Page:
Cancellation of loan agreement and requirements of reasonableness and fairness in the Netherlands

The basic principle of Dutch contract law is that agreements that have been concluded are binding. However, under certain circumstances, a court may intervene in agreements between the parties. One of the reasons for this can be the requirements of reasonableness and fairness. An old judgment in preliminary relief proceedings regarding a dispute between the municipality of Utrecht and a party to whom it had given a site on loan illustrates how the requirements of reasonableness and fairness can turn out. Dutch contract law lawyer Hein Hoogendoorn explains what happened in this situation and how the court in preliminary relief proceedings looked at the termination of the loan agreement.

Loan agreement with municipality

This case concerned a party that concluded a loan agreement with the municipality of Utrecht for an old fort and its outdoor areas. The party that received the site on loan was engaged in information and communication about utility crops and the production of seeds and plants. A loan agreement is an agreement whereby one party makes an item of property available to the other party on the condition that the other party returns the item of property after use or a certain time.

Content of loan agreement and termination

In the loan agreement, it had been specifically agreed that the objects could only be used as a storage area for seeds, an exhibition space, and stables for the livestock. The outdoor area could only be used as a meadow and as an ecological area. The agreement’s starting date was 8 November 1995. The loan agreement also stipulated that the municipality should always have access and that, at first notification, with a two-weeks’ notice period, the item of property given on loan should be vacated.

Municipality requested vacation of site in preliminary relief proceedings

At some point, the municipality noticed that there were more animals on the site than agreed. When a dispute arose about this and the parties did not appear to keep the agreements, the municipality eventually terminated the loan agreement. Because the borrower failed to comply with the termination and vacation of the site requested by the municipality, the municipality eventually brought preliminary relief proceedings against the borrower. It demanded vacation of the site by a certain time.

Dutch lawyer: ‘Case too complicated for preliminary relief proceedings’

The borrower’s lawyer argued, among other things, that the case was too complicated to be assessed in preliminary relief proceedings. Article 256 of the Dutch Code of Civil Procedure provides that if a court in preliminary relief proceedings finds that the case is too complicated for preliminary relief proceedings, it can refuse preliminary relief. It appears from case-law that this can be the case if the facts are unclear, the consequences cannot be overseen, or the legal issue is too complicated. The court in preliminary relief proceedings did not agree with this defence. It considered that these proceedings only concerned the question whether the requested vacation of the site was allowable on the grounds of the termination of the loan agreement by the municipality and that this was a question that could be considered in preliminary relief proceedings.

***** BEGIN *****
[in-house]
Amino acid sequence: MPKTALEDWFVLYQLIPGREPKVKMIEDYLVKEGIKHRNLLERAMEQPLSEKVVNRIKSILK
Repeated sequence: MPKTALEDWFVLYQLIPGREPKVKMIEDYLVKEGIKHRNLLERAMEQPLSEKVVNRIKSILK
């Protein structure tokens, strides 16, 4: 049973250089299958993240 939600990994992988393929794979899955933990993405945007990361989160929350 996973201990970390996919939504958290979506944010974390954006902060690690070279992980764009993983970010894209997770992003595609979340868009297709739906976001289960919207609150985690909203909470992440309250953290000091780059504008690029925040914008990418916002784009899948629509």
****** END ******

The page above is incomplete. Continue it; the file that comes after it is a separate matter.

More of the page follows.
Can municipality terminate the loan agreement?

Therefore, these preliminary relief proceedings concerned the question whether the municipality was entitled to terminate the loan agreement. The court considered the following important for answering this question. It followed from the loan agreement that the municipality was entitled in principle to terminate the loan with a two-weeks’ notice period. Although the municipality’s right of termination in the agreement is not subject to any condition, the court still decided to assess whether this was reasonable. The court in preliminary relief proceedings found that it had to be considered that there was a special situation as the loan agreement had been in place since 1995.

Importance of continuation of loan agreement

On the one hand, the court recognised the borrower’s interest in the continuation of the loan agreement. On the other hand, the court also found that because the user had not kept certain agreements and had been warned that this might lead to termination, the weighing of interests ultimately had to be in favour of the municipality. According to the court, the municipality was allowed to terminate the loan agreement.

Notice period in Dutch loan agreement

The agreement itself provided for a two-weeks’ notice period. The court found this short period unacceptable from the point of view of reasonableness and fairness and therefore decided that the municipality could not reasonably invoke the two-weeks’ notice period included in the loan agreement. According to the court, the municipality had not made it plausible that it would use the site for a different purpose any time soon, while on the other hand, the borrower had made it plausible that it would need a more extended period to find other accommodation for the animals in question and to find a solution for the organisational problems resulting from the vacation of the site. A three-months’ notice period was considered reasonable for this purpose.

Requirements of reasonableness and fairness

This judgement shows that although the parties had apparently agreed on a two-weeks’ notice period, the court nevertheless adjusted the agreement between the parties under these circumstances. Based on the requirements of reasonableness and fairness, as laid down in Article 248 of Book 6 of the Dutch Civil Code, an agreement can, therefore, be adjusted.

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